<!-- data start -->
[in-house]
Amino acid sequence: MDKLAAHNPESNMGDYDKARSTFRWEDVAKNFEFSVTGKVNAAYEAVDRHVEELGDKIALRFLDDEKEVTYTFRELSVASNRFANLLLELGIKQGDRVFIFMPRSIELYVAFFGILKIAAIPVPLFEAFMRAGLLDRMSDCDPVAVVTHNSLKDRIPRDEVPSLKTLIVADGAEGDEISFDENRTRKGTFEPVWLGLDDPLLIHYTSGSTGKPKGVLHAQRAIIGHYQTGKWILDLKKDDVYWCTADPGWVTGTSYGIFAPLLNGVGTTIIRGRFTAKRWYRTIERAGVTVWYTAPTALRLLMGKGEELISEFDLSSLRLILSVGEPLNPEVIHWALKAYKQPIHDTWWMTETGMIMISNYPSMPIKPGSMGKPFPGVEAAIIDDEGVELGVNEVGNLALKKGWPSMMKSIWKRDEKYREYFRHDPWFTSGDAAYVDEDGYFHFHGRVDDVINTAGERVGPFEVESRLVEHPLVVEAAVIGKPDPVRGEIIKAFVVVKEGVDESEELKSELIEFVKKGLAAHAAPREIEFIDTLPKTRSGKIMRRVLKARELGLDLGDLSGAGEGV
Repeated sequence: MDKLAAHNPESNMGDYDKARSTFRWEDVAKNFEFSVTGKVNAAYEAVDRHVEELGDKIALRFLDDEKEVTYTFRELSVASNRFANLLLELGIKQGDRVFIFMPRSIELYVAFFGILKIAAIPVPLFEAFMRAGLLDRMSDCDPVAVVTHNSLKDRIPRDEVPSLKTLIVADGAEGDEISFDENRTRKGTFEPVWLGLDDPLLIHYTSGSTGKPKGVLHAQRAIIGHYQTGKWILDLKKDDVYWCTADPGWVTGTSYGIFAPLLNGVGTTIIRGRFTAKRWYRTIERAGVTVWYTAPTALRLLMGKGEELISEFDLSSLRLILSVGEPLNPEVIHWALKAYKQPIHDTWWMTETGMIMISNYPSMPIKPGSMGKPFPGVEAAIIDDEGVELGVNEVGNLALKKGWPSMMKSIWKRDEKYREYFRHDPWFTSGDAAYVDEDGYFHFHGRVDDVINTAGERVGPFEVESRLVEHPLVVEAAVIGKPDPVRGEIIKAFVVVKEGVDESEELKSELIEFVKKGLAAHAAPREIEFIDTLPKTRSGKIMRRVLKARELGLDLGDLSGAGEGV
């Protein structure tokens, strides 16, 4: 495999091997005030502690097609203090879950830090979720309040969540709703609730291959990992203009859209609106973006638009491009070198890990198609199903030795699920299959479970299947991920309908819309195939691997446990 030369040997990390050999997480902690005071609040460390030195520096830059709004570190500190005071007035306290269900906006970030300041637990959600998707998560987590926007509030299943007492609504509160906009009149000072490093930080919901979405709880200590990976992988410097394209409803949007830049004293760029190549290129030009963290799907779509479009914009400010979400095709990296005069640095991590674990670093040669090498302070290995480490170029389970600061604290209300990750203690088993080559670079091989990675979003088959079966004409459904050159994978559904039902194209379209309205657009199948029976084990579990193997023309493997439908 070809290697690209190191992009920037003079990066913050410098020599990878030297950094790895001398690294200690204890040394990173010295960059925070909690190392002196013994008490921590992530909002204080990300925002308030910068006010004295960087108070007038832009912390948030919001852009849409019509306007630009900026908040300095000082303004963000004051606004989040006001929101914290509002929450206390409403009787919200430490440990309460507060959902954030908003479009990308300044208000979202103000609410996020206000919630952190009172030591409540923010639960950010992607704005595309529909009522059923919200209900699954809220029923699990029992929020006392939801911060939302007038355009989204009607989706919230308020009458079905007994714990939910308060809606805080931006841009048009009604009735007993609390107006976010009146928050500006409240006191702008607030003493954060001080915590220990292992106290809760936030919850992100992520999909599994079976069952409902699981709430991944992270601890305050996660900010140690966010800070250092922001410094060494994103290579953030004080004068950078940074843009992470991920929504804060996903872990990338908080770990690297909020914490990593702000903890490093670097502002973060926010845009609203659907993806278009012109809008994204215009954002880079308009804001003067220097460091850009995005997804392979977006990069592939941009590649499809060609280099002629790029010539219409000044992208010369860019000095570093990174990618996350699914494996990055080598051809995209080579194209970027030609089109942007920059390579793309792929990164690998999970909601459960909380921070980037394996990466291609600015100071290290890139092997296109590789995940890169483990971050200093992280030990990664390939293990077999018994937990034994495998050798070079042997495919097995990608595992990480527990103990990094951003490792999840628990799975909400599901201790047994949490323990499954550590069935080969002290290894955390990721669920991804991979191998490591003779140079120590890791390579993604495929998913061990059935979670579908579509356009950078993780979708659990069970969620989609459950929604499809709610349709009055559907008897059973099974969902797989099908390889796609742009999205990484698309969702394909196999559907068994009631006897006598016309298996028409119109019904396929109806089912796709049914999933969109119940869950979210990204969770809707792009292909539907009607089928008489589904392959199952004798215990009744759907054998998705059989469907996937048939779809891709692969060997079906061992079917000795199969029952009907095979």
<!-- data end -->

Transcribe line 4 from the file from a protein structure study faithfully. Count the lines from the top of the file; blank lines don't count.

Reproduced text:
């Protein structure tokens, strides 16, 4: 495999091997005030502690097609203090879950830090979720309040969540709703609730291959990992203009859209609106973006638009491009070198890990198609199903030795699920299959479970299947991920309908819309195939691997446990 030369040997990390050999997480902690005071609040460390030195520096830059709004570190500190005071007035306290269900906006970030300041637990959600998707998560987590926007509030299943007492609504509160906009009149000072490093930080919901979405709880200590990976992988410097394209409803949007830049004293760029190549290129030009963290799907779509479009914009400010979400095709990296005069640095991590674990670093040669090498302070290995480490170029389970600061604290209300990750203690088993080559670079091989990675979003088959079966004409459904050159994978559904039902194209379209309205657009199948029976084990579990193997023309493997439908 070809290697690209190191992009920037003079990066913050410098020599990878030297950094790895001398690294200690204890040394990173010295960059925070909690190392002196013994008490921590992530909002204080990300925002308030910068006010004295960087108070007038832009912390948030919001852009849409019509306007630009900026908040300095000082303004963000004051606004989040006001929101914290509002929450206390409403009787919200430490440990309460507060959902954030908003479009990308300044208000979202103000609410996020206000919630952190009172030591409540923010639960950010992607704005595309529909009522059923919200209900699954809220029923699990029992929020006392939801911060939302007038355009989204009607989706919230308020009458079905007994714990939910308060809606805080931006841009048009009604009735007993609390107006976010009146928050500006409240006191702008607030003493954060001080915590220990292992106290809760936030919850992100992520999909599994079976069952409902699981709430991944992270601890305050996660900010140690966010800070250092922001410094060494994103290579953030004080004068950078940074843009992470991920929504804060996903872990990338908080770990690297909020914490990593702000903890490093670097502002973060926010845009609203659907993806278009012109809008994204215009954002880079308009804001003067220097460091850009995005997804392979977006990069592939941009590649499809060609280099002629790029010539219409000044992208010369860019000095570093990174990618996350699914494996990055080598051809995209080579194209970027030609089109942007920059390579793309792929990164690998999970909601459960909380921070980037394996990466291609600015100071290290890139092997296109590789995940890169483990971050200093992280030990990664390939293990077999018994937990034994495998050798070079042997495919097995990608595992990480527990103990990094951003490792999840628990799975909400599901201790047994949490323990499954550590069935080969002290290894955390990721669920991804991979191998490591003779140079120590890791390579993604495929998913061990059935979670579908579509356009950078993780979708659990069970969620989609459950929604499809709610349709009055559907008897059973099974969902797989099908390889796609742009999205990484698309969702394909196999559907068994009631006897006598016309298996028409119109019904396929109806089912796709049914999933969109119940869950979210990204969770809707792009292909539907009607089928008489589904392959199952004798215990009744759907054998998705059989469907996937048939779809891709692969060997079906061992079917000795199969029952009907095979």